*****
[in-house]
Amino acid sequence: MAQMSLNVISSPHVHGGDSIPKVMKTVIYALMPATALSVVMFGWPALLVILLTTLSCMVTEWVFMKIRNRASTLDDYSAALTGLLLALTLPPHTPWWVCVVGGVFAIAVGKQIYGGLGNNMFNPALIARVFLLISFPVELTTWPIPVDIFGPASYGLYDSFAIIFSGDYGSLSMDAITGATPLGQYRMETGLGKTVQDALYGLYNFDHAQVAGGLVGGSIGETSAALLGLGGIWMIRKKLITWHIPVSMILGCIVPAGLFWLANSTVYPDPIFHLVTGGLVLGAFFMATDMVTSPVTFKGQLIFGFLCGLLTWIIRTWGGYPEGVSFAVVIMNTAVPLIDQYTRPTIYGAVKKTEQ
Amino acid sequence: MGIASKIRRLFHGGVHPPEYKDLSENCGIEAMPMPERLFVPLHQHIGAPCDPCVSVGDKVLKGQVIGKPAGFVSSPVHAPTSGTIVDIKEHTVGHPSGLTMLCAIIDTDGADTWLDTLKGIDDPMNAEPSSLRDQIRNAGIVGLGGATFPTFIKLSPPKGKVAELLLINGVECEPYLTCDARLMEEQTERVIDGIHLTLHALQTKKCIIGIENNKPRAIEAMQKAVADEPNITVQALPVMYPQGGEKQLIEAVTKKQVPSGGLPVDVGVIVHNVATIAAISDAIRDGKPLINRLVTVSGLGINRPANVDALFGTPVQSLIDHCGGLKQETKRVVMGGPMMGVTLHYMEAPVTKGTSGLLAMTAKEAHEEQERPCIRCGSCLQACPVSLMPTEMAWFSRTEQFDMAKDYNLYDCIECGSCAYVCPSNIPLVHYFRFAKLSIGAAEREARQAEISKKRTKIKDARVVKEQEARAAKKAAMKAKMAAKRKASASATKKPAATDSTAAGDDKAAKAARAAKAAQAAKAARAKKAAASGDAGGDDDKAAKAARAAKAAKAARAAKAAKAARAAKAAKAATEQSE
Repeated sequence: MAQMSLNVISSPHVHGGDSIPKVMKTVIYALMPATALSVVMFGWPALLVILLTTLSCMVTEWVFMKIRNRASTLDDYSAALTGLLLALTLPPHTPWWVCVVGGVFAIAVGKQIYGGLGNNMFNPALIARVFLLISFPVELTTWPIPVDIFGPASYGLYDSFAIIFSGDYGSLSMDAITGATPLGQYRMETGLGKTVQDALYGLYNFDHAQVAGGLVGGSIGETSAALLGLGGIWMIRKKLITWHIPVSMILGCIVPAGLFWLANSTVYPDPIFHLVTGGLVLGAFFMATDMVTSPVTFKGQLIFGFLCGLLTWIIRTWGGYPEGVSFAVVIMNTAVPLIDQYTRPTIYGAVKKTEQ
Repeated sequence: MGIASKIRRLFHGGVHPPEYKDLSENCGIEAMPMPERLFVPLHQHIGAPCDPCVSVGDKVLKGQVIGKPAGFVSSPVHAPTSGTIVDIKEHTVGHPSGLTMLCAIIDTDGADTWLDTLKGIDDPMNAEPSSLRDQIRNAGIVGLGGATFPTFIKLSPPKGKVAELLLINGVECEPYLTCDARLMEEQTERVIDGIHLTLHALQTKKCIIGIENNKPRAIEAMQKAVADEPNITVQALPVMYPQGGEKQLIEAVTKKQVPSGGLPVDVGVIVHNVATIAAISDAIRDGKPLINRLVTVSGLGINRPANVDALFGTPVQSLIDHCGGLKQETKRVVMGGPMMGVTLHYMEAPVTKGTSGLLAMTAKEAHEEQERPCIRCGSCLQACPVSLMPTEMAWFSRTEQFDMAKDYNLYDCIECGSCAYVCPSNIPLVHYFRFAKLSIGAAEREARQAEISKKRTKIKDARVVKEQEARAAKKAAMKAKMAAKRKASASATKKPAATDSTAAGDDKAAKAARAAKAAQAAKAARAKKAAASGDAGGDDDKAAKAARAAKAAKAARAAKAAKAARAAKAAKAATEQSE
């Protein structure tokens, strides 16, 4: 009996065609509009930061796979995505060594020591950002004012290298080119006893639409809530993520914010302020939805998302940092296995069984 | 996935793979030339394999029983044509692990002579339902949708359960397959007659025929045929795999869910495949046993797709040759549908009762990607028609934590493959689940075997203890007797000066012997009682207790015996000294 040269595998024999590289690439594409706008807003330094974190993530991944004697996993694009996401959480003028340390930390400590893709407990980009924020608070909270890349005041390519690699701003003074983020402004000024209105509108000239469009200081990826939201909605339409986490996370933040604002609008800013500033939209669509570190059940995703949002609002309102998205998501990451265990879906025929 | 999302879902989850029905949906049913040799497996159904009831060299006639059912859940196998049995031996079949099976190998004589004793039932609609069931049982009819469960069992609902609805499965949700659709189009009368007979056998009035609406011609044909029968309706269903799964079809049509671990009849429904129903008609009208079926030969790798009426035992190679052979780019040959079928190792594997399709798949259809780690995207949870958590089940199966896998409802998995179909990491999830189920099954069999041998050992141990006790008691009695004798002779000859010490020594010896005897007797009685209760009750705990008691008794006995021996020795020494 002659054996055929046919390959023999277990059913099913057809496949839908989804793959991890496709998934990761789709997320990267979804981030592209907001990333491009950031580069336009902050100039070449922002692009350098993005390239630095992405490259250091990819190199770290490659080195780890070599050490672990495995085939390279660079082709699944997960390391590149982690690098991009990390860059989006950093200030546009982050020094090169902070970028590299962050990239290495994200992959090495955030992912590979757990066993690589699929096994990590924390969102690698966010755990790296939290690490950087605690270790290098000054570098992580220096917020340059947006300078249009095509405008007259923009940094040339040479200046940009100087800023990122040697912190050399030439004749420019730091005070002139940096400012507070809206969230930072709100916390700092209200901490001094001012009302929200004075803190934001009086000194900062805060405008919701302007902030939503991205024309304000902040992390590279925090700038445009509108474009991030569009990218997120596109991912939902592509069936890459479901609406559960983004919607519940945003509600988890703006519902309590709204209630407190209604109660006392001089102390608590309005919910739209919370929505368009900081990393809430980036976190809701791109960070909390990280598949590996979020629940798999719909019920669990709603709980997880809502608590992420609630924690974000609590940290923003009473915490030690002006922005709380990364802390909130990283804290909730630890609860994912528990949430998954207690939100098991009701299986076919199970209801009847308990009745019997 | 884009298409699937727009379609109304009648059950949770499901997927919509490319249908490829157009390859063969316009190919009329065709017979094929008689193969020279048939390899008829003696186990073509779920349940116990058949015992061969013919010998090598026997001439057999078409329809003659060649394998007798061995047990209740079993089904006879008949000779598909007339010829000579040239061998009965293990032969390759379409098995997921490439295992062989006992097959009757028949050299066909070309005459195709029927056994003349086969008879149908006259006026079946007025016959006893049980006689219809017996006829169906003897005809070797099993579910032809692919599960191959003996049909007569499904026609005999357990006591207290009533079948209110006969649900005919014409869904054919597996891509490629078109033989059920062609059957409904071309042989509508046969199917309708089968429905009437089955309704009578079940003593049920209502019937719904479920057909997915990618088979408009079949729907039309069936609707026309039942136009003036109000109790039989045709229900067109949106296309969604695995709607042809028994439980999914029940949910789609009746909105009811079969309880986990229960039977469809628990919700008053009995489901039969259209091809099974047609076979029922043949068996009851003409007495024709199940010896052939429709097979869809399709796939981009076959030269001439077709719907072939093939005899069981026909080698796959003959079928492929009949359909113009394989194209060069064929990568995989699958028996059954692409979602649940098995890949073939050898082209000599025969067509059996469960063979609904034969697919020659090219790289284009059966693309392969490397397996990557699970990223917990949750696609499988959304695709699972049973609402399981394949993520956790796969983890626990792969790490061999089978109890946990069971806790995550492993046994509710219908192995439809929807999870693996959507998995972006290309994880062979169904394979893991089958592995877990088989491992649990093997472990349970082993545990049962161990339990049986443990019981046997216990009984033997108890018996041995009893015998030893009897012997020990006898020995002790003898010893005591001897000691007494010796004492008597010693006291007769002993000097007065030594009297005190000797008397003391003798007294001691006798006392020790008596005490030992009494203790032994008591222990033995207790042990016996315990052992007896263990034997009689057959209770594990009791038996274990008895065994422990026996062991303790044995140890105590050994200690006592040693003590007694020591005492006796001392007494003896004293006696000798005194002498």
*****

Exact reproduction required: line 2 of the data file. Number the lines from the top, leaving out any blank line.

Amino acid sequence: MAQMSLNVISSPHVHGGDSIPKVMKTVIYALMPATALSVVMFGWPALLVILLTTLSCMVTEWVFMKIRNRASTLDDYSAALTGLLLALTLPPHTPWWVCVVGGVFAIAVGKQIYGGLGNNMFNPALIARVFLLISFPVELTTWPIPVDIFGPASYGLYDSFAIIFSGDYGSLSMDAITGATPLGQYRMETGLGKTVQDALYGLYNFDHAQVAGGLVGGSIGETSAALLGLGGIWMIRKKLITWHIPVSMILGCIVPAGLFWLANSTVYPDPIFHLVTGGLVLGAFFMATDMVTSPVTFKGQLIFGFLCGLLTWIIRTWGGYPEGVSFAVVIMNTAVPLIDQYTRPTIYGAVKKTEQ